World Cup loss would hit Qatar hard, says Brian Rice
Qatar-based coach Brian Rice says the Middle East nation's population would be devastated if they lose the right to host the 2022 World Cup.
Swiss authorities have launched an investigation into the World Cup bidding process as Fifa officials face corruption charges in the USA.
"Thousands of jobs depend on the world cup and the facilities that are being built are unbelievable," said Rice.
"The country is working round the clock building them."
Rice, the former Hibernian, Nottingham Forest, Stoke City, Falkirk, Dunfermline Athletic and Clyde midfielder, is coaching at Al Khor in the Qatar top flight.
The former Greenock Morton, Airdrieonians, Falkirk and Hibernian assistant says it would also be a blow for the Qatari national team if the country lost host status.
"The football authorities are already building a team for 2022," he said ahead of Qatar facing Scotland in Friday's friendly in Edinburgh.
"They'll want to win, they always do.
"They are using it as a warm up for their World Cup 2018 qualifier against the Maldives.
"They are a good team, especially at home, but I think, at Easter Road, Scotland will be too strong for them."
Scotland's First Minister, Nicola Sturgeon, avoided criticism of the Scottish Football Association's decision to host the friendly in the Scottish Parliament but stated it is also legitimate to view sport as "a good way to engage and highlight human-rights abuses".
"The decision on the match is one for the SFA and I respect the decision to go ahead with the match, just as I respect the decision of some fans not to attend," she said.
Asked by Green MSP Alison Johnstone if the Scottish Government could work with sporting bodies to established criteria or a policy to stop "inappropriate fixtures", Sturgeon said said: "I am happy to explore how these things can be dealt with better so that some of what we are now grappling with can be avoided in future."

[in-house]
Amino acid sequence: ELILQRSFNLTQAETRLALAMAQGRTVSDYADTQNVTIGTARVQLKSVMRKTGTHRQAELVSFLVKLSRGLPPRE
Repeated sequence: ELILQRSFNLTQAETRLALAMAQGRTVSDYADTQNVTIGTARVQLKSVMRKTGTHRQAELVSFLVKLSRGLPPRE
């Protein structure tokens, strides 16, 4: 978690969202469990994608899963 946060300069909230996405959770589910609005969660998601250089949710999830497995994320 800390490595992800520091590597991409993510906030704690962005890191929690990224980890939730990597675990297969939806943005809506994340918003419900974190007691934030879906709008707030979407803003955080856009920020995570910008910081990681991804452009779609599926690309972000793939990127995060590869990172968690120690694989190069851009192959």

"Scottish ministers share the concern of many about the treatment of migrant workers in Qatar and we condemn human-rights abuses in the strongest possible terms.
"We sought to engage constructively with Qatar on human rights, for example we have offered to share Scotland's experiences in hosting major sporting events such as the Commonwealth Games to help embed human rights and safe working practices into the preparation of the Qatar World Cup."
Meanwhile, Qatar head coach Jose Daniel Carreno insisted that he has been treated well as a foreign worker in Qatar.
Some fans have called for a boycott of the game because of human rights concerns over foreign workers building World Cup facilities.
However, the Uruguayan said: "We are very comfortable.
"They treat us very well and there are more than two and a half million foreigners working in a country with a small number of inhabitants.
"Everybody's watching Qatar and we are going to give a good image on the soccer field."
Carreno said he had no idea about the reaction in Qatar to events at Fifa.
"We just came to play to prepare for our World Cup qualifying match and haven't been in Qatar," he said.
"I am just the coach and concentrating on making the team better.
"We are just worried about qualifying for Russia in 2018 as Qatar has no history in World Cups."